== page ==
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  9.  35
    Nini Praetorius (2007). The Problems of Consciousness and Content in Theories of Perception. Phenomenology and the Cognitive Sciences 6 (3):349-367.
    The paper aims to show, first, that O’Regan’s and Noë’s Sensorimotor Theory of Vision and Visual Experiences suffers from circularity, and that evidence from empirical research within perception psychology unequivocally invalidates their theory. Secondly, to show that the circularity in O’Regan’s and Noë’s theory of vision and in other general causal and functional theories of perception (i.e. Gibson’s and Marr’s theories of perception) is the inevitable consequence of mutually conflicting assumption of Cartesian dualism underlying these (...)
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  10.  62
    Simo Knuuttila & Pekka Kärkkäinen (eds.) (2008). Theories of Perception in Medieval and Early Modern Philosophy. Springer.
    In recent years, the rich tradition of various philosophical theories of perception has been increasingly studied by scholars of the history of philosophy of ...
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  11.  12
    Gary Hatfield (2014). Activity and Passivity in Theories of Perception: Descartes to Kant. In José Filipe Silva & Mikko Yrjönsuuri (eds.), Active Perception in the History of Philosophy: From Plato to Modern Philosophy. Springer 275–89.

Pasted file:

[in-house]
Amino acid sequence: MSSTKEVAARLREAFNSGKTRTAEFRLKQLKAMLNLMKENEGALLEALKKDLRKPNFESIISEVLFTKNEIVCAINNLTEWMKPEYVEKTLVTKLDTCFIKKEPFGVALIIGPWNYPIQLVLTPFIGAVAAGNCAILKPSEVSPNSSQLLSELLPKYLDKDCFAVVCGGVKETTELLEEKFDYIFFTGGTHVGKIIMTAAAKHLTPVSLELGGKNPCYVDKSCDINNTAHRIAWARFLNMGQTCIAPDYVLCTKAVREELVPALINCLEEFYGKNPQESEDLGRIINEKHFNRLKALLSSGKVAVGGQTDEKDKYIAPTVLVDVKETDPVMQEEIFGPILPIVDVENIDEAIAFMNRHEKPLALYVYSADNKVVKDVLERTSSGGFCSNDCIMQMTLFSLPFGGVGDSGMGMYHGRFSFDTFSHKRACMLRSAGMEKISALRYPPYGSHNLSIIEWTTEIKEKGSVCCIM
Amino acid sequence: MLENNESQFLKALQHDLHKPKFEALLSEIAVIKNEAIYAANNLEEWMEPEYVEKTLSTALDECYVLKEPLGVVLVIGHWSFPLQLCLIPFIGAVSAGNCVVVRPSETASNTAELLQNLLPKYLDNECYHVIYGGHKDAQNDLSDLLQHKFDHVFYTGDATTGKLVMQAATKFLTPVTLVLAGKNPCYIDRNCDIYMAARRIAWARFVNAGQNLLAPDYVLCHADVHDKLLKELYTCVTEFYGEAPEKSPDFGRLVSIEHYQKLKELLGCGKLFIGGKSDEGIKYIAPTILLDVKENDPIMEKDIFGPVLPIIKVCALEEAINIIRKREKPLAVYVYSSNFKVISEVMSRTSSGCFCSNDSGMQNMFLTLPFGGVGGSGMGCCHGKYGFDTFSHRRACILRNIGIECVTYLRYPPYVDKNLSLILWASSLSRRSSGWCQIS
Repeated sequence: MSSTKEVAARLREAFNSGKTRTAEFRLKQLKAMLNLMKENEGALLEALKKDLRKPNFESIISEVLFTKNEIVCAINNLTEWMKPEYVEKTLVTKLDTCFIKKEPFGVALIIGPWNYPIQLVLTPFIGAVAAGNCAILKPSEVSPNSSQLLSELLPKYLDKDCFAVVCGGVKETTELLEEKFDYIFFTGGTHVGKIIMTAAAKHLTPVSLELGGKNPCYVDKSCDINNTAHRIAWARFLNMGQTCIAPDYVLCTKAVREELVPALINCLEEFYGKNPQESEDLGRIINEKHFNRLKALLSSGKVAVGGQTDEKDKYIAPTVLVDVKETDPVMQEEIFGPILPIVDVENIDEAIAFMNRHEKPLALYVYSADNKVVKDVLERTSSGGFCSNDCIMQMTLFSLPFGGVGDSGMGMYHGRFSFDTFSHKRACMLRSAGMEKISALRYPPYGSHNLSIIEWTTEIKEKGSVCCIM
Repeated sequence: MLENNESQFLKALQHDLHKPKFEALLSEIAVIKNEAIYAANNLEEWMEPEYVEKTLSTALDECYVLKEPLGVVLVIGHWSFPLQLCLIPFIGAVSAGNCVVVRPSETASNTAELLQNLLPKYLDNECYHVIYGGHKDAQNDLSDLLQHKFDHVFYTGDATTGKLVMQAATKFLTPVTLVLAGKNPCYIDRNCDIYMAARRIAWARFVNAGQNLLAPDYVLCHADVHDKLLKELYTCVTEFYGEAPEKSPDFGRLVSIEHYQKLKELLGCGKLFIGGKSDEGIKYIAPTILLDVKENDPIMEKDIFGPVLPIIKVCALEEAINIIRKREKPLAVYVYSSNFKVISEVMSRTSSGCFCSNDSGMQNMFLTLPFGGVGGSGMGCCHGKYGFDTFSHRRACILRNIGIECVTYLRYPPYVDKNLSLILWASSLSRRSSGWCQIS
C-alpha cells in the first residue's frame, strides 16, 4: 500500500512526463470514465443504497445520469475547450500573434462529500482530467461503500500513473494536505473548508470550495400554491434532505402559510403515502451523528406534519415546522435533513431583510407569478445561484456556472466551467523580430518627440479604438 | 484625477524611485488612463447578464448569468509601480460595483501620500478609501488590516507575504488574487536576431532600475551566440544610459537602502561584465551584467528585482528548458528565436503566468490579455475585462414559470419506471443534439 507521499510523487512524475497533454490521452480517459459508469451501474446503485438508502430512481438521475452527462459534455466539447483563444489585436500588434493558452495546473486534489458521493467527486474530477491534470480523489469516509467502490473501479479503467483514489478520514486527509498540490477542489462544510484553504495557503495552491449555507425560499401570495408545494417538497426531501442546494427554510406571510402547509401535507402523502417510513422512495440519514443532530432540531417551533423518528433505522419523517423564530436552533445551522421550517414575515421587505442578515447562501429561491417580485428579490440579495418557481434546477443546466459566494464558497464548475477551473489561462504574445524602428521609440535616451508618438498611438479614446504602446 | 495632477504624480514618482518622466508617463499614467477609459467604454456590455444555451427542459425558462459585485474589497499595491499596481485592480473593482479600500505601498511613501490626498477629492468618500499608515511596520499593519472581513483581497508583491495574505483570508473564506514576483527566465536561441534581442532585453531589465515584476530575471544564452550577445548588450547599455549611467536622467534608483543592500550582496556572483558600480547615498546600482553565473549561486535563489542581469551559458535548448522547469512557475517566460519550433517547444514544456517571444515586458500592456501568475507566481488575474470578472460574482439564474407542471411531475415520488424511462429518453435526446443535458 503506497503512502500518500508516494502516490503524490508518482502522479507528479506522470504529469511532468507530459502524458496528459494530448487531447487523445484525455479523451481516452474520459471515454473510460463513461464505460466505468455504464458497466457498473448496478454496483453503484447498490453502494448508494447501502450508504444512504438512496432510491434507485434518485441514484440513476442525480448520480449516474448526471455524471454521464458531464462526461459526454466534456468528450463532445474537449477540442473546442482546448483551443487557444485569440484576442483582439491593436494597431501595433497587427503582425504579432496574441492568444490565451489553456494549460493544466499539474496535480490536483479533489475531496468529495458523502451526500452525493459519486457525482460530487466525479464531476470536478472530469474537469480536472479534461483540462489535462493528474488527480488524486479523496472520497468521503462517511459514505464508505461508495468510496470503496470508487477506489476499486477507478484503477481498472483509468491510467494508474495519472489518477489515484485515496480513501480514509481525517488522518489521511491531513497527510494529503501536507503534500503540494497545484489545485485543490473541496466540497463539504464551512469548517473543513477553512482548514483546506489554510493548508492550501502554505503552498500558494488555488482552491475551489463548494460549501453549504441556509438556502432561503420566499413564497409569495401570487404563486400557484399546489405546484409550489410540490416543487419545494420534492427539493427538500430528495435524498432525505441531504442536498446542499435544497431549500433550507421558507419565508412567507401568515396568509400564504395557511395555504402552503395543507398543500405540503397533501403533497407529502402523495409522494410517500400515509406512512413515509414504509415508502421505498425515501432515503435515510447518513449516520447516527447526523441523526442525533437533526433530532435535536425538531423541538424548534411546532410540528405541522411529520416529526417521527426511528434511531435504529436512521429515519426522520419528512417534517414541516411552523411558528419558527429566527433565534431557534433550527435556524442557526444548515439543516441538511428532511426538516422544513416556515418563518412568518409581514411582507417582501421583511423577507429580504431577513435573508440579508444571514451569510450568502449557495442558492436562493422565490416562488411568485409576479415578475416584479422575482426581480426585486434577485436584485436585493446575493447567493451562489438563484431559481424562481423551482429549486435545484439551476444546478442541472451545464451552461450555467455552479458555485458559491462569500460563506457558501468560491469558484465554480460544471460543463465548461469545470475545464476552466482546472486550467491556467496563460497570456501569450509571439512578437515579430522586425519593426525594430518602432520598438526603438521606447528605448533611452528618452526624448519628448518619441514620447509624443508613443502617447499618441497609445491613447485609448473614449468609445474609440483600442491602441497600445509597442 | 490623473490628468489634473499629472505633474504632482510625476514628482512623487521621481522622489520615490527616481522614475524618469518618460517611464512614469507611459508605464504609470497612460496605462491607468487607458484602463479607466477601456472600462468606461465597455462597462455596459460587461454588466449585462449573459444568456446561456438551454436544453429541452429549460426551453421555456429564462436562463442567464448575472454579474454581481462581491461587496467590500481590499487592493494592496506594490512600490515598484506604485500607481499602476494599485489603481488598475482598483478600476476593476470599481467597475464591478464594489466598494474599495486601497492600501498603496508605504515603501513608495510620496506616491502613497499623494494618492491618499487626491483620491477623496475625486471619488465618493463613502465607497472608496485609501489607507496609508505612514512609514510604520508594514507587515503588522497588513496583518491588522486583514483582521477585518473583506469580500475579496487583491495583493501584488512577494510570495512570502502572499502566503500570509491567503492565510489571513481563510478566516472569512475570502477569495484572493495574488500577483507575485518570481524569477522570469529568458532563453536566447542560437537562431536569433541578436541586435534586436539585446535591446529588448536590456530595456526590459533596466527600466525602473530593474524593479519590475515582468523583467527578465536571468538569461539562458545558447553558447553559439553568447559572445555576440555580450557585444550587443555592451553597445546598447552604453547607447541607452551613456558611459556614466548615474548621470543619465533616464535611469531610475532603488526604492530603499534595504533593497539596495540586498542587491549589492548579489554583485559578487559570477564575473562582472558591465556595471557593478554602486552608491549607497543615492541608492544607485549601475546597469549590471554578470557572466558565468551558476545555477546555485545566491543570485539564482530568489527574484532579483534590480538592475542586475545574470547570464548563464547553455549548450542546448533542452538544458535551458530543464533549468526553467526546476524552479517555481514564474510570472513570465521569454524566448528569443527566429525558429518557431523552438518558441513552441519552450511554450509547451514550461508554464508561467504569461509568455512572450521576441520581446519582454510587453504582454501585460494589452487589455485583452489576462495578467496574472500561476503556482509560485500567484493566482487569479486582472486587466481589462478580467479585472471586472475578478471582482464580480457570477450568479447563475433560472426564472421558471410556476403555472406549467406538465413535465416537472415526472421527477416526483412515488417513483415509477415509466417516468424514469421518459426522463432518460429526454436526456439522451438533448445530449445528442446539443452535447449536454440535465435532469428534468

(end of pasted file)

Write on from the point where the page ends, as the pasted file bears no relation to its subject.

In the early modern period, many authors held that sensation or sensory reception is in some way passive and that perception is in some way active. The notion of a more passive and a more active aspect of perception is already present in Aristotle: the senses receive forms without matter more or less passively, but the “primary sense” also recognizes the salience of present objects. Ibn al-Haytham distinguished “pure sensation” from other aspects of sense perception, achieved by (...)
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  12.  19
    Gary Hatfield (2005). Rationalist Theories of Sense Perception and Mind-Body Relation. In Alan Nelson (ed.), A Companion to Rationalism (Blackwell Companions to Philosophy). Blackwell 31-60.
    This chapter compares rationalist theories of sense perception to previously held theories of perception (especially of vision) and examines rationalist accounts of sensory qualities and sensory representation, of the role of the sense-based passions in guiding behavior, of the epistemological benefits and dangers of sense perception, and of mind–body relations. Each section begins with Descartes, the first major rationalist of the seventeenth century. The other major rationalists, Malebranche, Spinoza, and Leibniz, and also lesser known figures (...)
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  13.  3